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DFG-funded Project: Journalism Challenged: Understanding Performative Publics through Media Practice

Project Duration: Three Years (starting in May 2020)

Based on a practice theory approach, the project investigates the emergence of performative publics around acts of sexualised violence against women during New Year’s Eve in 2016 in Cologne and the developments of politicisation in the wake of the #metoo debate in Germany. The project is funded by Deutsche Forschungsgemeinschaft (DFG) for three years.

Journalism has partly lost its exclusive function in society to set the agenda and accord relevance to issues of common concern. New kinds of actors, whether they are activists or private individuals, have emerged who are using quotidian digital media platforms to promote controversial issues and stir public debate in certain directions. These actors voice their views and concerns independently of journalism and actively promote the formation of new networks of like-minded actors.

The events during New Year’s Eve in Cologne and the repercussions of the #metoo debate in Germany are exemplary and important cases in this respect. Both cases clearly show changing constellations of gendered structures of public articulation that mirror larger shifts in the complexity of publics and their conflictual, antagonistic and controversial character. The core interest of the project lies in investigating challenges to journalistic legitimacy and authority originating in and being structured by networked and digital communication between different actor groups, especially professional journalists, civic activists and individuals. These actors are regarded as equally involved in the specific emergence of what we call ‘performative publics’ (see Lünenborg & Raetzsch, 2018).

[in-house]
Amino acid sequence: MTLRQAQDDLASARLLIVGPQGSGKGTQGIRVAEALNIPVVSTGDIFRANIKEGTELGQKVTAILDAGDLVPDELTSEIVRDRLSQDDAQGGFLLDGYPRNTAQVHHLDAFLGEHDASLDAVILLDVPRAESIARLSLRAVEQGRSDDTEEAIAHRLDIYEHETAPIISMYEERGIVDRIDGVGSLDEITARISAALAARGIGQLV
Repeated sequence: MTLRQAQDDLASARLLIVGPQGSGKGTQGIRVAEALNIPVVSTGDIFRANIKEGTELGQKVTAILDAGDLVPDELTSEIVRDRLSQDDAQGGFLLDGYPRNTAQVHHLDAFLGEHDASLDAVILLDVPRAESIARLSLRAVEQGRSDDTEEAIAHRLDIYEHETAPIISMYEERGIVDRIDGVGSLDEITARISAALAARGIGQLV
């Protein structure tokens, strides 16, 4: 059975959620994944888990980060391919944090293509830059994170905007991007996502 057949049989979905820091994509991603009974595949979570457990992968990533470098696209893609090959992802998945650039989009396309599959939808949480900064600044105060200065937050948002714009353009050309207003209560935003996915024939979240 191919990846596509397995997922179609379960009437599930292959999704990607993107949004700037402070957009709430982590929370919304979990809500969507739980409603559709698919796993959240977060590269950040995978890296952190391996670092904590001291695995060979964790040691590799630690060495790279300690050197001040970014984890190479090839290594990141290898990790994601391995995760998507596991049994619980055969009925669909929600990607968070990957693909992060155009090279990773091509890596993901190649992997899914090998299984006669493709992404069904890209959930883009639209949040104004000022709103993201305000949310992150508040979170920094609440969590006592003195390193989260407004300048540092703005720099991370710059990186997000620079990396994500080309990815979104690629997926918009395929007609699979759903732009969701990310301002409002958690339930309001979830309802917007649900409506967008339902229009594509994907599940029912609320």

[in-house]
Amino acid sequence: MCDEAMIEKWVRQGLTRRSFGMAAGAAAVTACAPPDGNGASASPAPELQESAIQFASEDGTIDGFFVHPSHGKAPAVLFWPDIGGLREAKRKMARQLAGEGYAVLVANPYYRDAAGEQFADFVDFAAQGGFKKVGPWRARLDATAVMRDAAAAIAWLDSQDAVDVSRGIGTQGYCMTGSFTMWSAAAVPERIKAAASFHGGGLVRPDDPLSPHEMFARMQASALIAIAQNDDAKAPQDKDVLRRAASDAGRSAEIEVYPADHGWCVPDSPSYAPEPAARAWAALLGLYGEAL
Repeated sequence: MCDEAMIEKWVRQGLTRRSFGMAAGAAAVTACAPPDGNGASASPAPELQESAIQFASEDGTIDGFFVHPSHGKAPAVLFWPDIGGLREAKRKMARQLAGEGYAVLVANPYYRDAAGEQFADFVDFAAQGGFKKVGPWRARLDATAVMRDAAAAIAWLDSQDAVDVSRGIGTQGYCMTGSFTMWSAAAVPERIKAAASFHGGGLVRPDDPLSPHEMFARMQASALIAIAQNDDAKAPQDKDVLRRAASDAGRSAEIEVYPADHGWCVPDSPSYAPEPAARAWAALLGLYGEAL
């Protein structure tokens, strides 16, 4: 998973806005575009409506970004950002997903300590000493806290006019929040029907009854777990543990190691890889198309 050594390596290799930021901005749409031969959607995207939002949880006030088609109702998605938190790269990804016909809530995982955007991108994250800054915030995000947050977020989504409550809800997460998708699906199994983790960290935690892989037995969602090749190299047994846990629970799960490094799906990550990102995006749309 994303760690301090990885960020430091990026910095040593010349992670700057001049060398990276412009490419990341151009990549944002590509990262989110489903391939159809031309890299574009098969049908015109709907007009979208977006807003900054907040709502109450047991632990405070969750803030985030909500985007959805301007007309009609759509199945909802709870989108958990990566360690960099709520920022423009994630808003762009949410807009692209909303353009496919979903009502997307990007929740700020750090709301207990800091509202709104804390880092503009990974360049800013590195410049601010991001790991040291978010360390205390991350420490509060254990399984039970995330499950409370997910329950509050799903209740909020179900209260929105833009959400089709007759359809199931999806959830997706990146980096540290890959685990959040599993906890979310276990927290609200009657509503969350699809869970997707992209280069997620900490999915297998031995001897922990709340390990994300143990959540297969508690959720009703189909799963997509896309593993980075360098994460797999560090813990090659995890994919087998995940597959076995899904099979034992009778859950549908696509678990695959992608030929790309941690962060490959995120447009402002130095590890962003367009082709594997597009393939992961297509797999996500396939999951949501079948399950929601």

We conceive of the challenges to professional journalism as an outcome of habitual ways of ‘acting with media’ in quotidian contexts, or what we call media practice. In order to retrace these practices, representatives of the three actor groups will be observed ethnographically and interviewed. Digital methods and data analysis shall be employed to retrace the development of certain practices and changing actor positions with the public contestations over both issues. Instead of a dichotomous distinction between private and public, the project aims to address gradual distinctions of personal vs. public poles of articulation (‘layers of publicness’). Such a gradual distinction is especially needed to focus on the alternation of speaker and audience positions in contested public discourses around gender and migration, but also between individual and institutionalised actors. Taken together, the theoretical concept of media practice shall be empirically developed and validated and establish a new methodology for similar research in German Media and Communication Studies on the margins and at the intersections of journalism with society. Starting in May 2020, the project is led by Margreth Lünenborg (Freie Universität Berlin) and Christoph Raetzsch (Aarhus University, Denmark) and includes a cooperation with Axel Bruns (Queensland University Brisbane, Australia).

 

Recent Publications

Margreth Lünenborg, Christoph Raetzsch (2018). “From Public Sphere to Performative Publics: Developing Media Practice as an Analytic Model”. In Media Practices, Social Movements, and Performativity: Transdisciplinary Approaches, Susanne Foellmer, Margreth Lünenborg, Christoph Raetzsch (eds.), 13-35. Abingdon: Routledge.

Margreth Lünenborg (2019). “Affective Publics”. In Affective Societies. Key Concepts. Jan Slaby, Christian von Scheve (eds.), 319-329. Abingdon: Routledge.

Christoph Raetzsch (2017). “Journalism Studies Beyond Journalism: A Critical and Appreciative Dialogue with Michael Schudson.” Journalism Studies 18(10): 1277-1292. DOI: 10.1080/1461670X.2017.1338151.

Christoph Raetzsch, Henrik Bødker (2016). “Journalism and the Circulation of Communicative Objects“. Special Issue on ‘Digital Circulation.’ Balbi, G., Delfanti, A., Magaudda, P. (eds.). Tecnoscienza. Italian Journal of Science & Technology Studies 7(1): 129-148.

If you are interested in the project or in collaborating, please contact Margreth Lünenborg (margreth.luenenborg@fu-berlin.de).

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